Lament: Bettina von Zwehl in conversation with Josh Cohen
Lament is a new publication by Art/Books, which features two series of images by artist Bettina von Zwehl with new writing by psychoanalyst Josh Cohen. Cohen’s two texts are interwoven amongst the images, one a critical reflection on light and shadow, the other a poetic tale inspired by the torn photographs.
This evening they will discuss both the publication and von Zwehl’s exhibition Invitation to Frequent the Shadows, on display at the Museum 7 June – 17 July 2016.
Lament is published by Art/Books (July, 2016). Available from the Museum shop.
Bettina von Zwehl lives and works in London. She has an MA Fine Art Photography from the Royal College of Art and BA (Hons) Photography from the London College of Printing. Recent solo exhibitions include Album 31, (with Sophy Rickett), 2015, Fotogaleriet, Oslo, Norway, touring to The Library of Birmingham, UK; Purdy Hicks, London (2014 and 2011); Road to 2012, Setting Out, commissioned by National Portrait Gallery, London, 2010; and The Photographers’ Gallery, 2005. Group exhibitions include Facing Histories, Victoria and Albert Museum, London, 2015; Seduced by Art: Photography Past and Present, National Gallery, London and touring to Fundacio La Caixa, Madrid, Spain, 2012 and In Repose, The Galleries at Moore, Philadelphia El Cuerpo (con) sentido: una (re)presentación visual, Centro de Historia, Zaragosa, 2008. Her work is held in many collections including Arts Council, London; British Council, London; Sammlung Spallart, Salzburg, Austria; Guggenheim, New York and Mint Museum, Charlotte, North Carolina, USA.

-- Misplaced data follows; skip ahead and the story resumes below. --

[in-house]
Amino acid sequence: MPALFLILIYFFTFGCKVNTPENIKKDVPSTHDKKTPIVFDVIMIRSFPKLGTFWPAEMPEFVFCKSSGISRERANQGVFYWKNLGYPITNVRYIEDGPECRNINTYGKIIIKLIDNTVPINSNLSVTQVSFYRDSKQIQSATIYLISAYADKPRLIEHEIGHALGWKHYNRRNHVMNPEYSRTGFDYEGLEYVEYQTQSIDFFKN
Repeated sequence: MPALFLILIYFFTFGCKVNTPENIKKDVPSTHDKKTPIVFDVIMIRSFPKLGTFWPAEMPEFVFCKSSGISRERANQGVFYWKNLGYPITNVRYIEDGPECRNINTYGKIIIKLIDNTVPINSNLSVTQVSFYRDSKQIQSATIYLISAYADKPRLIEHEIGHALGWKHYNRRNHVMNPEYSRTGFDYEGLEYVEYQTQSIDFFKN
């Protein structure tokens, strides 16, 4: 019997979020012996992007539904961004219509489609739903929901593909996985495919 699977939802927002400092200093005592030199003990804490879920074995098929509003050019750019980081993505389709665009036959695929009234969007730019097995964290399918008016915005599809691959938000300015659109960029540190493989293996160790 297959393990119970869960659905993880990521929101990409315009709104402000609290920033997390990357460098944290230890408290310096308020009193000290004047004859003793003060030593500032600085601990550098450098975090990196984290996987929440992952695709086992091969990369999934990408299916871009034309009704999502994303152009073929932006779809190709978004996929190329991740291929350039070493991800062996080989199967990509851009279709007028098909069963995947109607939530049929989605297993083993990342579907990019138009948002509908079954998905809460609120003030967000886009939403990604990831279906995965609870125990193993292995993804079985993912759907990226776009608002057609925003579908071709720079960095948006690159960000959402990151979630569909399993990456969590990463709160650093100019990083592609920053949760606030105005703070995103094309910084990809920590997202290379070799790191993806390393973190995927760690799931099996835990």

Josh Cohen is a practising psychoanalyst and Professor of Modern Literary Theory at Goldsmiths, University of London. He is the author of The Private Life: Why We Remain in the Dark (2013), which won the BMA Board of Science Chair’s Choice Award for 2014 and was longlisted for the JQ/Wingate Literary Award, How to Read Freud (2005), Interrupting Auschwitz: Art, Religion, Philosophy (2003) and Spectacular Allegories: Postmodern American Writing and the Politics of Seeing (1998). He writes regularly for the TLS, Guardian, Prospect and New Statesman and is a Fellow of the British Psychoanalytical Society.